Ashley Dopson is a conceptual fine artist and muralist who lives and works in Atlanta, Georgia. Raised in Atlanta, Georgia she credits her early childhood in New Orleans, Louisiana for her colorful palette and rich textures. She attributes her practices to the process of cooking gumbo which gathers disparate materials and methods of artistic child-play and refined techniques of contemporary fine art. A little spontaneity, a little intuition and a lot of texture and color to capture the spirit of the work. Her works are a conglomerate of primitive impasto and a contemporary take on the painting styles of the Harlem Renaissance. She was heavily influenced by the work of William H. Johnson and the story telling of printmaker Steve Prince. She created a unique blend of styles that all include heavy textured elements. She built up the canvas in order for her blind grandmother to feel the story even if she could not see it. She considers her paintings to be tapestries which provoke casual and philosophical commentary about childhood dreams and visions as they relate to modern society. In addition she addresses sociopolitical preconceptions and racial epithets through her use of symbolism and imagery. Ultimately, Ashley is provoking conversation about universal implications surrounding African American life.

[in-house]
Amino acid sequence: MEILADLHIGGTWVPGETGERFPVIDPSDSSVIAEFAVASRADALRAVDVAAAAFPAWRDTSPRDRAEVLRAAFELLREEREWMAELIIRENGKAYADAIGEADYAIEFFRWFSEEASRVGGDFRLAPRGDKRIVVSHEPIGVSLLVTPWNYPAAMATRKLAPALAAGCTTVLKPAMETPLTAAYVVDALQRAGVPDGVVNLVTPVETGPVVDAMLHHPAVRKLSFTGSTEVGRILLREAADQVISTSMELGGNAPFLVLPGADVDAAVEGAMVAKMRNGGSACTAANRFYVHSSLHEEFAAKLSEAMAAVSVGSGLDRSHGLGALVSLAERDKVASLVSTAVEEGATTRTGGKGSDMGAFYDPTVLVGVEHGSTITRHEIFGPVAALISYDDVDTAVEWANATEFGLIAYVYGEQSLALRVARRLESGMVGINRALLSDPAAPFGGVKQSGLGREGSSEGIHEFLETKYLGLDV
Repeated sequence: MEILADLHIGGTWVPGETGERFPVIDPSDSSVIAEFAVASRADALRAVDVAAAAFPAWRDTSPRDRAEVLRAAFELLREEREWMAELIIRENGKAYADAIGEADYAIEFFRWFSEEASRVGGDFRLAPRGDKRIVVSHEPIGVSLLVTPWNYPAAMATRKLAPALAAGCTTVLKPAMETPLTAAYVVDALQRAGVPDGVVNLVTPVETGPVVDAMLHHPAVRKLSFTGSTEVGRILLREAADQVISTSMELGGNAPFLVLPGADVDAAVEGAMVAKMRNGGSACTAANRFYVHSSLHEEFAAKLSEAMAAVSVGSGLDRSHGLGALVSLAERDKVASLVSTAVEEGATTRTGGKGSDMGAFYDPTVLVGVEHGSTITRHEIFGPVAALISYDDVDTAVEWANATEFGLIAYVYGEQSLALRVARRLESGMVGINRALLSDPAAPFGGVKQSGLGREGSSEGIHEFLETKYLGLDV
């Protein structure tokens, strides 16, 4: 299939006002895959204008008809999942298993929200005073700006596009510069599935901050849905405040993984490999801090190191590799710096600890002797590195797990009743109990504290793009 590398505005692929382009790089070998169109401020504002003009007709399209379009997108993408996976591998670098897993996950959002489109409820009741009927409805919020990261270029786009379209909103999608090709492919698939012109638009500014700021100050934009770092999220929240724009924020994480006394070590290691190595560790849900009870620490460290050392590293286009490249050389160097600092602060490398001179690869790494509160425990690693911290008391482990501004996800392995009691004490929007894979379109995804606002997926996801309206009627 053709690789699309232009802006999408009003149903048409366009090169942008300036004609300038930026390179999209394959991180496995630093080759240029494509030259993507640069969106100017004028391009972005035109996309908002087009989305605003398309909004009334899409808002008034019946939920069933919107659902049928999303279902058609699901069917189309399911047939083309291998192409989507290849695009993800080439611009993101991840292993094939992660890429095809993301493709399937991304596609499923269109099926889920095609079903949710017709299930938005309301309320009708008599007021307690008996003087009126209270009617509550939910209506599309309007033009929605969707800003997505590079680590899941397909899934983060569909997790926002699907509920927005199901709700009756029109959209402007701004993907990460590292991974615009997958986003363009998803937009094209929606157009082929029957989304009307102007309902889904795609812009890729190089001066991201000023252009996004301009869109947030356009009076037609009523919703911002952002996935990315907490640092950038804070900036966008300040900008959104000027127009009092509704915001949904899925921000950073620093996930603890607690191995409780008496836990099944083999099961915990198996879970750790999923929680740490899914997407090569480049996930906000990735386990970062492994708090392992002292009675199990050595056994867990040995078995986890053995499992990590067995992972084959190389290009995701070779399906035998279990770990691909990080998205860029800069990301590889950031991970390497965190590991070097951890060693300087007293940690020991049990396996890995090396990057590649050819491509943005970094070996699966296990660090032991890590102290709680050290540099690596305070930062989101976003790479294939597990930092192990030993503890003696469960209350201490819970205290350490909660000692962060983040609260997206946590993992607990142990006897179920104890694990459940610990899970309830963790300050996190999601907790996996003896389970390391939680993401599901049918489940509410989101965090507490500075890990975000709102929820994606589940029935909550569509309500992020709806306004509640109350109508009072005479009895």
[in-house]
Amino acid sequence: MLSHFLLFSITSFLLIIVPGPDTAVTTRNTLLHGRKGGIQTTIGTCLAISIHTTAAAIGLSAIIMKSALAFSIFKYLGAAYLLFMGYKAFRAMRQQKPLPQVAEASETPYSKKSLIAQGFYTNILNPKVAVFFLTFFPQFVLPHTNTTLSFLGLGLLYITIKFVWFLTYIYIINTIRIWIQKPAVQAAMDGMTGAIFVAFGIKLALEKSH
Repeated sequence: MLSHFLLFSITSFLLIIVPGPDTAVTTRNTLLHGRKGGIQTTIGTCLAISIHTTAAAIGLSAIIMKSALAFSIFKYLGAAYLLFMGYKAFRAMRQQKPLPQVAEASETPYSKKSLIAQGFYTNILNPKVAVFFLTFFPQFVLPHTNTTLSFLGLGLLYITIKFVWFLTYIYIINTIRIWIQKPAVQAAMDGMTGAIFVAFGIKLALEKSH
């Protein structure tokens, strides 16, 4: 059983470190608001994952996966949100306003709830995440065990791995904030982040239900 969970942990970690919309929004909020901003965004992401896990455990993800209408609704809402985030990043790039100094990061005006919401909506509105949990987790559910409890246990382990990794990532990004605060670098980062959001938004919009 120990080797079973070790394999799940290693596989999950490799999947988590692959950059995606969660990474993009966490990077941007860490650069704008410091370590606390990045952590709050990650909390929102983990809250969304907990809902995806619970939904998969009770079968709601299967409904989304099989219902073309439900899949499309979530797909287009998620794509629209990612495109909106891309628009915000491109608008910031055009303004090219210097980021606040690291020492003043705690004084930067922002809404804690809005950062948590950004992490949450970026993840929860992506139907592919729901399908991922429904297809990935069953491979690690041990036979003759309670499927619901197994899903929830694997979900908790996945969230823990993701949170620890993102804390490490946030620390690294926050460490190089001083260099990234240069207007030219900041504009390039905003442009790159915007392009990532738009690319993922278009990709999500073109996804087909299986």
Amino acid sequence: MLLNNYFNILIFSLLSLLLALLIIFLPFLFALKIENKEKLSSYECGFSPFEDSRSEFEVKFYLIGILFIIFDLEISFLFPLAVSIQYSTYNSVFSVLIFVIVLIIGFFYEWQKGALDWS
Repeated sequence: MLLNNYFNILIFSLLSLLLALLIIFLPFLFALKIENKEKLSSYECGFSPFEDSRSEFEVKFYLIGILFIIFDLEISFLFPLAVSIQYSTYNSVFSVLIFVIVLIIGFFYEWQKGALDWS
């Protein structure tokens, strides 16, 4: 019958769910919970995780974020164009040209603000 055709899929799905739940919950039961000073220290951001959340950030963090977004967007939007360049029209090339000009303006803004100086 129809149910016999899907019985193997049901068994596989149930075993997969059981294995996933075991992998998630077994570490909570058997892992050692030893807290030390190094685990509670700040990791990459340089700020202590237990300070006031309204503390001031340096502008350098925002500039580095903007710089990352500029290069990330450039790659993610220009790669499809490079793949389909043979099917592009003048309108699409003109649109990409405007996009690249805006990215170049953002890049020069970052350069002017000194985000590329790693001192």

Ashley D’s multidisciplinary practice is informed by a background in Art which she studied at Hampton University, along with a twelve year career in teaching art in inner city public schools. Ashley D. creates her own mythological legacy in her murals drawings and sculptures. She believes in using scale symbolism texture and color to change the way we perceive the world. She has exhibited at the Schomburg Center for Research in Black Culture in Harlem New York and the Charles H. Taylor gallery in Hampton Virginia. She has completed 10 murals in Atlanta Georgia.